Is it legal to lock people up against their will for mere “suspicion” of something? It’s not a difficult question. The correct answer is NO, it’s not legal. But fear of Ebola seems to make the answer not so simple for many Americans.
Many otherwise logical and liberty-minded folks have quickly dumped their principles over Ebola fears; a crisis which they believe to be real, demanding draconian actions from the government to protect the public.
This same group of people, and you know who you are, claim to rise above the fear of terrorism to demand an end to invasive government spying, indefinite detention and torture, and extrajudicial killing. The argument being that, genuine crisis or not, fear and safety don’t trump individual rights.
But fear of Ebola, which is not yet a genuine threat in any measurable way, has infected these people enough to support government tyranny.
Calling for blanket travel bans and mandatory detention for those suspected of coming in contact with Ebola is just the start of what the establishment hopes you’ll demand.
The rebel quarantined nurse story in Maine reeks of pre-controlled opposition, but we’ll pretend it’s genuine. Kaci Hickox, a nurse who treated Ebola patients in Africa, had been screened extensively and she tested negative for Ebola. She was quarantined under an emergency political decree, challenged it in court and the judge ruled despite her good health, there was still reasonable suspicion to keep her movements restricted.
Although the judge eventually lifted the mandatory quarantine, at one point Hickox was ordered to stay 3 feet away from all people, and was banned from public places and from using public transportation. In other words, still house arrest by a different name – all for suspicion of an illness, not even suspicion of a crime.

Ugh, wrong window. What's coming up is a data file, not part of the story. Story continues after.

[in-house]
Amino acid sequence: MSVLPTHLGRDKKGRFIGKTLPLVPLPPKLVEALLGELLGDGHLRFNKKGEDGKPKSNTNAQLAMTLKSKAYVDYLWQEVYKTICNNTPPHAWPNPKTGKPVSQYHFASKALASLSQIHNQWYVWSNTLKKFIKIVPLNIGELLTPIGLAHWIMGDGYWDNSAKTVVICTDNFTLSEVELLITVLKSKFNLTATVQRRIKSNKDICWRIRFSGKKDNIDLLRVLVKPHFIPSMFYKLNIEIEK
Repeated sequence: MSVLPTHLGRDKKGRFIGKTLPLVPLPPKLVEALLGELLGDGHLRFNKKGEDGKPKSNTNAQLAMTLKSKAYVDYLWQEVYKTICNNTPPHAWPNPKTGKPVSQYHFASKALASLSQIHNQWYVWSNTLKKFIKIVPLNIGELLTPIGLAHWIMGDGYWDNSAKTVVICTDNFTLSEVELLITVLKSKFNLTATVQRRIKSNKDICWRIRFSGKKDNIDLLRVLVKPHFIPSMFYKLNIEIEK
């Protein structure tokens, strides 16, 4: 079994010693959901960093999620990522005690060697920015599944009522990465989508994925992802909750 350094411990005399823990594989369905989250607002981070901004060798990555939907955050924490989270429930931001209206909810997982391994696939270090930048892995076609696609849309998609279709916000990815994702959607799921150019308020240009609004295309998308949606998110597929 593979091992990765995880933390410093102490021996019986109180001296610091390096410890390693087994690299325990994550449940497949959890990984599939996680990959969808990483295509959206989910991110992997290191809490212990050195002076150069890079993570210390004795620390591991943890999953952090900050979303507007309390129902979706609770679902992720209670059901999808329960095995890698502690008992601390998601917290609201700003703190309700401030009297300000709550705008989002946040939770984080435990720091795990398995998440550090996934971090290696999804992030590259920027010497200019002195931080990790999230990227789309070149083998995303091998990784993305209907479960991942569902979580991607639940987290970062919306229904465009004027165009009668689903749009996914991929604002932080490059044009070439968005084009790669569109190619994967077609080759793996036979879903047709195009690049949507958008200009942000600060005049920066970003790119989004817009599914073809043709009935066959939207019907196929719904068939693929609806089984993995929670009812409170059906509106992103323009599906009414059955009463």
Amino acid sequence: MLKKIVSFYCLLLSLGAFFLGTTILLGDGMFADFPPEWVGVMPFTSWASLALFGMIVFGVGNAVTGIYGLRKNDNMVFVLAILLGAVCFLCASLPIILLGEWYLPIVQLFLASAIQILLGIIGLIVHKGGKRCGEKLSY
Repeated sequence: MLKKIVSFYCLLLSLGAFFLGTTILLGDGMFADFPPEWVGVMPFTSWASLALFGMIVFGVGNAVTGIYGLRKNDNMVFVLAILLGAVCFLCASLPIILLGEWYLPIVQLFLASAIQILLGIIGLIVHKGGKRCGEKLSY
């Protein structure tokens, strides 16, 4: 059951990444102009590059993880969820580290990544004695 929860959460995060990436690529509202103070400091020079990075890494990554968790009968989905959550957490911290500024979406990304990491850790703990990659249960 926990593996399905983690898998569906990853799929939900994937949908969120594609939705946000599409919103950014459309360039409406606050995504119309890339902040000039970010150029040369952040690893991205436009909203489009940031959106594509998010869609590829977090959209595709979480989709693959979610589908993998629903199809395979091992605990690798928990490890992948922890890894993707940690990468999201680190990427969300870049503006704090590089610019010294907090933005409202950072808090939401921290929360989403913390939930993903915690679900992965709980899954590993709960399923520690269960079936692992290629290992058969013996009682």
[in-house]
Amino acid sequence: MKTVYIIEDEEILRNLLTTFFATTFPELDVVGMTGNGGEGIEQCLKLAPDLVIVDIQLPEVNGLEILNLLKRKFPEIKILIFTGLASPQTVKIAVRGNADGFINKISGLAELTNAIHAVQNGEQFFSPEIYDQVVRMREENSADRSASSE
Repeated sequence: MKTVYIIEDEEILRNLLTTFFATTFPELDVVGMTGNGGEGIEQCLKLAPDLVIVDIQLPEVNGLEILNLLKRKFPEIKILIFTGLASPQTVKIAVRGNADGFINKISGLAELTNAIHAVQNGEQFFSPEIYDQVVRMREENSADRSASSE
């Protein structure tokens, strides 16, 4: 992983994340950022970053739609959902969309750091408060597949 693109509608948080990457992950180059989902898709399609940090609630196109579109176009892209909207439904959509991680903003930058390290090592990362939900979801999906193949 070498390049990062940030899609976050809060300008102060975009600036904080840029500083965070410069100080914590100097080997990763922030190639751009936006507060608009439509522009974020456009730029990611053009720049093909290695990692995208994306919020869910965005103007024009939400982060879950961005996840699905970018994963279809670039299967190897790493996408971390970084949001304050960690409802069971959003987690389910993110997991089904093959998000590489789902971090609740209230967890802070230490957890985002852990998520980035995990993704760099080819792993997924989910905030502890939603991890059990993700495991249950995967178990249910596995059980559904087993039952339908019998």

Despite media chaos and a poll which revealed that roughly 3/4 of Americans were happy with quarantines and restricted movements, Maine has settled with the nurse:
Maine has reached a settlement with a nurse who was briefly quarantined in her home after treating victims of Ebola in West Africa, allowing her to travel freely in public but requiring her to monitor her health closely and report any symptoms.
The settlement, filed in nurse Kaci Hickox’s home town of Fort Kent, in Maine’s far north, keeps in effect through Nov. 10 the terms of an order issued by a Maine judge on Friday. (Source)
So after suggesting a mandated hospital quarantine, then house arrest, then restricted movements, the State has backed off (for now) by demanding monitoring and reporting of symptoms. The “compromise” is full-spectrum surveillance. What a win for liberty, eh? Sadly, it is still not adequate for some of you terrified citizens.
Must everyone have to prove to society that they’re perfectly healthy before they can leave their homes? What proof would be good enough amid a range of symptoms that could be anything? If a negative test isn’t enough evidence, who decides the details of reasonable suspicion – the State? You? Or are we all just guilty until proven innocent whenever an outbreak of fear-mongering takes place?
And you know government can’t discriminate, right? Maybe forcing mandatory vaccines into everyone will be the only “equal” way to finally calm your fears sufficiently? Oh, wait . . . that might be viewed as tyrannical.
Here’s a quick video commentary about how simple this issue really is:
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